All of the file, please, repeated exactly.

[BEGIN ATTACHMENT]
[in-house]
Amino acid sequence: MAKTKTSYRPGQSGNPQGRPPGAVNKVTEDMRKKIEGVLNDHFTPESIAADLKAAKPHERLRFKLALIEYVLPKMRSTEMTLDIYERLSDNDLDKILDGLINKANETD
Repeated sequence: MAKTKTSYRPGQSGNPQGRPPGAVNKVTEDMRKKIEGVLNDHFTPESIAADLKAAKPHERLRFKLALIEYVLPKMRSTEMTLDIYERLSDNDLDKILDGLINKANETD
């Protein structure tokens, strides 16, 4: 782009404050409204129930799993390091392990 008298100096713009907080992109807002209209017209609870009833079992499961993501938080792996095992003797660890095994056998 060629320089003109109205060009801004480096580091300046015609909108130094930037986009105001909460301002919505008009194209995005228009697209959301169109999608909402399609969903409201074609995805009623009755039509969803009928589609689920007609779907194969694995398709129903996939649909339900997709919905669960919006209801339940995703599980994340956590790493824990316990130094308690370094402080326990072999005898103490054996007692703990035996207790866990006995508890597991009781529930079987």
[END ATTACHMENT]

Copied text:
[in-house]
Amino acid sequence: MAKTKTSYRPGQSGNPQGRPPGAVNKVTEDMRKKIEGVLNDHFTPESIAADLKAAKPHERLRFKLALIEYVLPKMRSTEMTLDIYERLSDNDLDKILDGLINKANETD
Repeated sequence: MAKTKTSYRPGQSGNPQGRPPGAVNKVTEDMRKKIEGVLNDHFTPESIAADLKAAKPHERLRFKLALIEYVLPKMRSTEMTLDIYERLSDNDLDKILDGLINKANETD
């Protein structure tokens, strides 16, 4: 782009404050409204129930799993390091392990 008298100096713009907080992109807002209209017209609870009833079992499961993501938080792996095992003797660890095994056998 060629320089003109109205060009801004480096580091300046015609909108130094930037986009105001909460301002919505008009194209995005228009697209959301169109999608909402399609969903409201074609995805009623009755039509969803009928589609689920007609779907194969694995398709129903996939649909339900997709919905669960919006209801339940995703599980994340956590790493824990316990130094308690370094402080326990072999005898103490054996007692703990035996207790866990006995508890597991009781529930079987």